Posted by: marineharvestcanada | December 30, 2009

Marine Harvest reports in

By Bruce Winfield – North Island Gazette

A high-ranking delegation from Marine Harvest Canada (MHC) received a VIP welcome from councillors Dec. 8.

“Marine Harvest is the biggest public sector employer on the North Island now,” said Port Hardy Mayor Bev Parnham while introducing MHC Managing Director Vincent Erenst.

“It’s very nice to tell you about our activities and how we’re minimizing the impact on the environment,” said Erenst.

“Marine Harvest is the largest salmon farming company in the world, with operations in Norway, Canada, Scotland, Chile and more,” said Erenst. “We are integrated, which means we do it all.”

In response to a question, Erenst said demand for farmed fish far outstrips supply. “It’s a growing market … we would have no problem selling more salmon at a good price,” he confirmed.

“On the West Coast, the company has two processing plants, one on the far side of the bay where 150 people work and one in Klemtu where 25 people work,” Erenst added.

The company has 41 fish farm spots but usually only has 30 operating at once, said Erenst, which allows fallow time at each. Overall, Erenst said the company employs 550 people, has a monthly payroll of $3 million and sends 70 per cent of its product to the U.S., 25 per cent to Canada and five per cent to Asia.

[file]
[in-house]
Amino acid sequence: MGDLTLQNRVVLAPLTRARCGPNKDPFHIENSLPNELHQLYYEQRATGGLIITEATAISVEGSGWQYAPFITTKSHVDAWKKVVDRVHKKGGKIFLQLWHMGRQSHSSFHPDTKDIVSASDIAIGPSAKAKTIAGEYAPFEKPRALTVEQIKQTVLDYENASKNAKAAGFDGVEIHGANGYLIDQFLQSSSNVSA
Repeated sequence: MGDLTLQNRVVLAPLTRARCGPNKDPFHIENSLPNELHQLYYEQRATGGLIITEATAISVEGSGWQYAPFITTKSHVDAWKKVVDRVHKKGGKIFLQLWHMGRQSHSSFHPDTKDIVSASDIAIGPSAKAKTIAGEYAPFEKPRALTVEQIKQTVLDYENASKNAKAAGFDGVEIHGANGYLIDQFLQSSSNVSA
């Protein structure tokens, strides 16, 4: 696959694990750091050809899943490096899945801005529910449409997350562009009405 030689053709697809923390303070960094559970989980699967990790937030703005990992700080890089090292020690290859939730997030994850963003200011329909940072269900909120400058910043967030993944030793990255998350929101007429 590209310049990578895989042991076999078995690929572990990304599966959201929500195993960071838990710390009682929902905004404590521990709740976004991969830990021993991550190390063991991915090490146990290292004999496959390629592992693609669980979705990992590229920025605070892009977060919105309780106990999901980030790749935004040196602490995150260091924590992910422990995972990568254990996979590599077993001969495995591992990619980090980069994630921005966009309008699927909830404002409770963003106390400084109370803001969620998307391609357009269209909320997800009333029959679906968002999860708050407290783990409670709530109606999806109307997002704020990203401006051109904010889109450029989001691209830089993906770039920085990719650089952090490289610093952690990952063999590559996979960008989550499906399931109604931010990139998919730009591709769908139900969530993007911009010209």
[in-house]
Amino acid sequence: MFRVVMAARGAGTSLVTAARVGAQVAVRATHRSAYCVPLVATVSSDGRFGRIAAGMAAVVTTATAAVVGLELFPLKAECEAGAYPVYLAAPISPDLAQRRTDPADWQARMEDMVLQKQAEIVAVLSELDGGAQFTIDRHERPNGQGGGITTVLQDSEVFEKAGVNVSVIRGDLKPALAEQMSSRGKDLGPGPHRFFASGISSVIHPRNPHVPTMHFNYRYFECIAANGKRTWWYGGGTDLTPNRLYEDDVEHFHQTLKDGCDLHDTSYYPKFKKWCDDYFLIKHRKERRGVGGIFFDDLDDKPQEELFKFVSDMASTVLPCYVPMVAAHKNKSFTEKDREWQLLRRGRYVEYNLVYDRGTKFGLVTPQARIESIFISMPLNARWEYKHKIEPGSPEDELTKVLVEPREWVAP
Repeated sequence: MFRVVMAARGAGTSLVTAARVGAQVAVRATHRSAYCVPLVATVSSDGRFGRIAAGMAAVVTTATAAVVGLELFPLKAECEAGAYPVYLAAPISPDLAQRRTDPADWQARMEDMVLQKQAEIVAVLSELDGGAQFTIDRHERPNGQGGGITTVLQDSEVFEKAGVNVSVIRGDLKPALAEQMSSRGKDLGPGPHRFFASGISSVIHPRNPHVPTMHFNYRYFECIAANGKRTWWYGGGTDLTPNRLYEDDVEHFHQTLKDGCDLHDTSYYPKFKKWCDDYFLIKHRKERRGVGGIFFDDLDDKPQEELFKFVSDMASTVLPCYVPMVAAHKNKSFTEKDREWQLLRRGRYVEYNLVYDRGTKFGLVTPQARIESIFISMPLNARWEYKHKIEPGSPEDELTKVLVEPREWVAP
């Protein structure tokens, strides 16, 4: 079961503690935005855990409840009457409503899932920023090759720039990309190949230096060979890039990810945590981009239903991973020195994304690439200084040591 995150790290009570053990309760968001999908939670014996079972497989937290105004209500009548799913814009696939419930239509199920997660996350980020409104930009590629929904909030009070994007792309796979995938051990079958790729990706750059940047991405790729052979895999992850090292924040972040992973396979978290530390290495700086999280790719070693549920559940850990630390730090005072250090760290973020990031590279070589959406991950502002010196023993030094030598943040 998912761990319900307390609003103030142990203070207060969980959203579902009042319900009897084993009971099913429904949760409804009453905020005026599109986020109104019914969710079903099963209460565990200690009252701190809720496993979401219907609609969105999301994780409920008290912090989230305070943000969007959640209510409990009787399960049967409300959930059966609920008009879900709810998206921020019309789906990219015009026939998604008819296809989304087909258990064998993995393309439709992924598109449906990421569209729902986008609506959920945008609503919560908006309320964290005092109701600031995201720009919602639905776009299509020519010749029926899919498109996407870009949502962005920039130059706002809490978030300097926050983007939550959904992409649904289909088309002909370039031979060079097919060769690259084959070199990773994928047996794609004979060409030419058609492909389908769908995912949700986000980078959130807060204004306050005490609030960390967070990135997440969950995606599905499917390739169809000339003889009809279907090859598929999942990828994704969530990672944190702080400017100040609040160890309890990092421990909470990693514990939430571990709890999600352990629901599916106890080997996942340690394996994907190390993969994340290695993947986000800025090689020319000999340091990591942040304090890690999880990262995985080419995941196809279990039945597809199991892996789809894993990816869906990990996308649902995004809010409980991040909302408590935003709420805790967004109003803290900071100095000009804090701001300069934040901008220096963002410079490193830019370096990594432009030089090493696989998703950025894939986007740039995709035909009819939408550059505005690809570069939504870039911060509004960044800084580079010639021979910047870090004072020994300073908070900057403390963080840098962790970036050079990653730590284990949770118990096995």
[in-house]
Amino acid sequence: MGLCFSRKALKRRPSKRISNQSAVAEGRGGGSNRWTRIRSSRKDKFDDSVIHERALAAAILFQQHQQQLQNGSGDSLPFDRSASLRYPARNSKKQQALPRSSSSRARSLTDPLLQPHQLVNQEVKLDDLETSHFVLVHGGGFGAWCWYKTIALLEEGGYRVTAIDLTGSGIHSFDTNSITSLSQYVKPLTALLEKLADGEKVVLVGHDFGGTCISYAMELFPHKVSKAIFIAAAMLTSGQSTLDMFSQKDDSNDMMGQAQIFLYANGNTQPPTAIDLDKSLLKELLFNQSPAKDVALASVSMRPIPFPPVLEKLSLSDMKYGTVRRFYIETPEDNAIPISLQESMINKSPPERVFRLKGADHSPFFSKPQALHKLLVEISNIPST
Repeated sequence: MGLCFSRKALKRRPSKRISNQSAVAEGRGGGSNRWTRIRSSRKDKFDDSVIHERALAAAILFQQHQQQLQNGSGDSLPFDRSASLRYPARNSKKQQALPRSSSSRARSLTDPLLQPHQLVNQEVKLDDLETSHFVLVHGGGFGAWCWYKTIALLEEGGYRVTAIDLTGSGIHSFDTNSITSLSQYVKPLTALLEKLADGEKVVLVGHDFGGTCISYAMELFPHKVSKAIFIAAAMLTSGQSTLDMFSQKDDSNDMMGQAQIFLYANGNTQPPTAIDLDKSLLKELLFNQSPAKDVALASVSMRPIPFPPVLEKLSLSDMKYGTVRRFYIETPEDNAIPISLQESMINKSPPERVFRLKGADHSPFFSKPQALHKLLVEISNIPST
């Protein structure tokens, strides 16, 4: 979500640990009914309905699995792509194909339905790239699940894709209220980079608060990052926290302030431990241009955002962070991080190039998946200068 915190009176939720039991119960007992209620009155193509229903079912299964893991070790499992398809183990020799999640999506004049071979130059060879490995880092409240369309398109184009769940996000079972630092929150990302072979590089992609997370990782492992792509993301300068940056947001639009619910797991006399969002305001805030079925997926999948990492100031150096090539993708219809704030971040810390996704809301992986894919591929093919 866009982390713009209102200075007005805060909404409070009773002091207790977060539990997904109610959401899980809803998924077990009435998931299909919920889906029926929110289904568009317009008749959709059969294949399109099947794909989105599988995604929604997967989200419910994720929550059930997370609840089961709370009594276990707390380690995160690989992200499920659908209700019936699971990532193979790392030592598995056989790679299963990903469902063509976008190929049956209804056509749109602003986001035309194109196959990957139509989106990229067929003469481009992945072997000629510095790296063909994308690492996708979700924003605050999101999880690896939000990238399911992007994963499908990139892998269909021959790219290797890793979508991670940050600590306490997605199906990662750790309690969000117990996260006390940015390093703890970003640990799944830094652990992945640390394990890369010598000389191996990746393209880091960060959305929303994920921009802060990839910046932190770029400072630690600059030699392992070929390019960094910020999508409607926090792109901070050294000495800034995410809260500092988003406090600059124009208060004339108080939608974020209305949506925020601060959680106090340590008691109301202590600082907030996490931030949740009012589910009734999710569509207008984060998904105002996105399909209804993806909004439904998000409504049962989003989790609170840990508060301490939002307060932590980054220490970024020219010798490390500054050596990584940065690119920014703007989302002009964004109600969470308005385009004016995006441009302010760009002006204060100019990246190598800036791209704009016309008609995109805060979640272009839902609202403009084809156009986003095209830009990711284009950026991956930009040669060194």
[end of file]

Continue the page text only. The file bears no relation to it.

Hardy Buoys Smoked Fish is a big customer for Marine Harvest, Erenst said, which adds significant spin-off employment locally.

Mayor Parnham agreed with that. “Value added like Hardy Buoys are very important,” she said.

In response to another question, Erenst said the company picked Atlantic salmon because they are “very efficient converters of feed, better than pigs and poultry.”

On the question of sea lice, Erenst said “over the last few years we tried to reduce sea lice at our fish farms during the out migration and we’ve succeeded in doing that.”

After Erenst said Marine Harvest wants to stay in B.C., Coun. Stan McLennan said “we’re not worried about B.C., we want you to stay in Port Hardy.”

Erenst added that was very likely because the company has a processing plant close to good fish farms. “We want to do more value-added, which means more jobs here in Port Hardy,” said Erenst.

McLennan suggested the company should produce its boxes in Port Hardy, rather than bringing them from down Island, but Erenst rejected that. “We have a good supplier in Campbell River and would not like it.”

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